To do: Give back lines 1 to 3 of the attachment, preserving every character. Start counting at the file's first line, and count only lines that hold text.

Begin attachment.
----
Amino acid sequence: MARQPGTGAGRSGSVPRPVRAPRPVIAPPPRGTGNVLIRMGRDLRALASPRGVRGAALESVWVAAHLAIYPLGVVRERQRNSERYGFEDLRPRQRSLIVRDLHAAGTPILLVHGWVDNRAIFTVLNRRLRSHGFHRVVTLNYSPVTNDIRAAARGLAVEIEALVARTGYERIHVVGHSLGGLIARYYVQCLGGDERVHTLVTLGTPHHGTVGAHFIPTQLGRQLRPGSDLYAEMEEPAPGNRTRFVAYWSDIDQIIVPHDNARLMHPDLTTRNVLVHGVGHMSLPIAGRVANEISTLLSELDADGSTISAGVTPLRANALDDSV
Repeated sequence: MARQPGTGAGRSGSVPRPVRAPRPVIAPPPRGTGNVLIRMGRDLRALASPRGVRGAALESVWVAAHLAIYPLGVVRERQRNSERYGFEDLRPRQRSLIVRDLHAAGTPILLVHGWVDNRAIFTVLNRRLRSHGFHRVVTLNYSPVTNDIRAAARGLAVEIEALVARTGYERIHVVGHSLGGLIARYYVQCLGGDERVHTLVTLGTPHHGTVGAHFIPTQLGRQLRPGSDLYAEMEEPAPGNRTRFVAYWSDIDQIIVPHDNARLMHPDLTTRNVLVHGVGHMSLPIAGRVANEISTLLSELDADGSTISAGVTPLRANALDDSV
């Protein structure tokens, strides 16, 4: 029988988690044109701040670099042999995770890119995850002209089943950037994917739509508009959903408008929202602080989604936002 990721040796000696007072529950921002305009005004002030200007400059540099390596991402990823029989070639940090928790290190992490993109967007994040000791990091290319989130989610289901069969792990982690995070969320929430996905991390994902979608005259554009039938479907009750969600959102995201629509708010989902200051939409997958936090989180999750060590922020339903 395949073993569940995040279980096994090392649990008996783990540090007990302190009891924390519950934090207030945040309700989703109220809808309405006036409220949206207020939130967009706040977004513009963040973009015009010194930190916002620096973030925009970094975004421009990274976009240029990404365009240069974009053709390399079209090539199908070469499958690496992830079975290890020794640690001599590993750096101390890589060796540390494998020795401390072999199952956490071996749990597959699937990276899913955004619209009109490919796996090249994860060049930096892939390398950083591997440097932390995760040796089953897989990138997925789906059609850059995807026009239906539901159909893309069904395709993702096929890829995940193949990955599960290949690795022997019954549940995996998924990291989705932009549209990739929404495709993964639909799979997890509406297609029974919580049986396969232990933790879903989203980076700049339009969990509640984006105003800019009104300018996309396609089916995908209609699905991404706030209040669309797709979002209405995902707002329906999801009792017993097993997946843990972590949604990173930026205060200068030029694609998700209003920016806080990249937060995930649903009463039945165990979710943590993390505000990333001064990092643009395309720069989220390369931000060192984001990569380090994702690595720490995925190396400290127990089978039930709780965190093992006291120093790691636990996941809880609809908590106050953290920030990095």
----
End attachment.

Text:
Amino acid sequence: MARQPGTGAGRSGSVPRPVRAPRPVIAPPPRGTGNVLIRMGRDLRALASPRGVRGAALESVWVAAHLAIYPLGVVRERQRNSERYGFEDLRPRQRSLIVRDLHAAGTPILLVHGWVDNRAIFTVLNRRLRSHGFHRVVTLNYSPVTNDIRAAARGLAVEIEALVARTGYERIHVVGHSLGGLIARYYVQCLGGDERVHTLVTLGTPHHGTVGAHFIPTQLGRQLRPGSDLYAEMEEPAPGNRTRFVAYWSDIDQIIVPHDNARLMHPDLTTRNVLVHGVGHMSLPIAGRVANEISTLLSELDADGSTISAGVTPLRANALDDSV
Repeated sequence: MARQPGTGAGRSGSVPRPVRAPRPVIAPPPRGTGNVLIRMGRDLRALASPRGVRGAALESVWVAAHLAIYPLGVVRERQRNSERYGFEDLRPRQRSLIVRDLHAAGTPILLVHGWVDNRAIFTVLNRRLRSHGFHRVVTLNYSPVTNDIRAAARGLAVEIEALVARTGYERIHVVGHSLGGLIARYYVQCLGGDERVHTLVTLGTPHHGTVGAHFIPTQLGRQLRPGSDLYAEMEEPAPGNRTRFVAYWSDIDQIIVPHDNARLMHPDLTTRNVLVHGVGHMSLPIAGRVANEISTLLSELDADGSTISAGVTPLRANALDDSV
């Protein structure tokens, strides 16, 4: 029988988690044109701040670099042999995770890119995850002209089943950037994917739509508009959903408008929202602080989604936002 990721040796000696007072529950921002305009005004002030200007400059540099390596991402990823029989070639940090928790290190992490993109967007994040000791990091290319989130989610289901069969792990982690995070969320929430996905991390994902979608005259554009039938479907009750969600959102995201629509708010989902200051939409997958936090989180999750060590922020339903 395949073993569940995040279980096994090392649990008996783990540090007990302190009891924390519950934090207030945040309700989703109220809808309405006036409220949206207020939130967009706040977004513009963040973009015009010194930190916002620096973030925009970094975004421009990274976009240029990404365009240069974009053709390399079209090539199908070469499958690496992830079975290890020794640690001599590993750096101390890589060796540390494998020795401390072999199952956490071996749990597959699937990276899913955004619209009109490919796996090249994860060049930096892939390398950083591997440097932390995760040796089953897989990138997925789906059609850059995807026009239906539901159909893309069904395709993702096929890829995940193949990955599960290949690795022997019954549940995996998924990291989705932009549209990739929404495709993964639909799979997890509406297609029974919580049986396969232990933790879903989203980076700049339009969990509640984006105003800019009104300018996309396609089916995908209609699905991404706030209040669309797709979002209405995902707002329906999801009792017993097993997946843990972590949604990173930026205060200068030029694609998700209003920016806080990249937060995930649903009463039945165990979710943590993390505000990333001064990092643009395309720069989220390369931000060192984001990569380090994702690595720490995925190396400290127990089978039930709780965190093992006291120093790691636990996941809880609809908590106050953290920030990095």